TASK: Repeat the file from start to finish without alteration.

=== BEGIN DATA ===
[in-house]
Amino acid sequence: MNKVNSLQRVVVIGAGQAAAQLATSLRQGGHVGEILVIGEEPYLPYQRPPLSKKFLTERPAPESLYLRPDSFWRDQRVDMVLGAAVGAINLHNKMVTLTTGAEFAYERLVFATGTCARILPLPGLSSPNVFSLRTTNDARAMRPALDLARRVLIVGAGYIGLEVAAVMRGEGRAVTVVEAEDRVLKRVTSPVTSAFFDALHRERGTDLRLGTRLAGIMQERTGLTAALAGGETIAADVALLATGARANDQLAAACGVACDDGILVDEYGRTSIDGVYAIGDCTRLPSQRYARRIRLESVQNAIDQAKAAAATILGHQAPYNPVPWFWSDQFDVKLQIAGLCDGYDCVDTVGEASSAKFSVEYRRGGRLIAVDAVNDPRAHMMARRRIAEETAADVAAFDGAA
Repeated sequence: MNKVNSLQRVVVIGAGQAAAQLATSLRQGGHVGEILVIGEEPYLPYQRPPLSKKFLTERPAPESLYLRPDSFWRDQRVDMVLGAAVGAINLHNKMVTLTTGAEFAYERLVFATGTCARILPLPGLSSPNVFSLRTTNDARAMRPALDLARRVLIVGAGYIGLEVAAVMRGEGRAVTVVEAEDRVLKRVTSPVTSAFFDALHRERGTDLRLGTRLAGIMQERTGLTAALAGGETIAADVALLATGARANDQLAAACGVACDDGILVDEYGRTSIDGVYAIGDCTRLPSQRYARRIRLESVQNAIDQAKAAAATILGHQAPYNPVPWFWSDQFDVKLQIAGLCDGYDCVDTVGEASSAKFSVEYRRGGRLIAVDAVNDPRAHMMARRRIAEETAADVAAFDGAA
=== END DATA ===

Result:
[in-house]
Amino acid sequence: MNKVNSLQRVVVIGAGQAAAQLATSLRQGGHVGEILVIGEEPYLPYQRPPLSKKFLTERPAPESLYLRPDSFWRDQRVDMVLGAAVGAINLHNKMVTLTTGAEFAYERLVFATGTCARILPLPGLSSPNVFSLRTTNDARAMRPALDLARRVLIVGAGYIGLEVAAVMRGEGRAVTVVEAEDRVLKRVTSPVTSAFFDALHRERGTDLRLGTRLAGIMQERTGLTAALAGGETIAADVALLATGARANDQLAAACGVACDDGILVDEYGRTSIDGVYAIGDCTRLPSQRYARRIRLESVQNAIDQAKAAAATILGHQAPYNPVPWFWSDQFDVKLQIAGLCDGYDCVDTVGEASSAKFSVEYRRGGRLIAVDAVNDPRAHMMARRRIAEETAADVAAFDGAA
Repeated sequence: MNKVNSLQRVVVIGAGQAAAQLATSLRQGGHVGEILVIGEEPYLPYQRPPLSKKFLTERPAPESLYLRPDSFWRDQRVDMVLGAAVGAINLHNKMVTLTTGAEFAYERLVFATGTCARILPLPGLSSPNVFSLRTTNDARAMRPALDLARRVLIVGAGYIGLEVAAVMRGEGRAVTVVEAEDRVLKRVTSPVTSAFFDALHRERGTDLRLGTRLAGIMQERTGLTAALAGGETIAADVALLATGARANDQLAAACGVACDDGILVDEYGRTSIDGVYAIGDCTRLPSQRYARRIRLESVQNAIDQAKAAAATILGHQAPYNPVPWFWSDQFDVKLQIAGLCDGYDCVDTVGEASSAKFSVEYRRGGRLIAVDAVNDPRAHMMARRRIAEETAADVAAFDGAA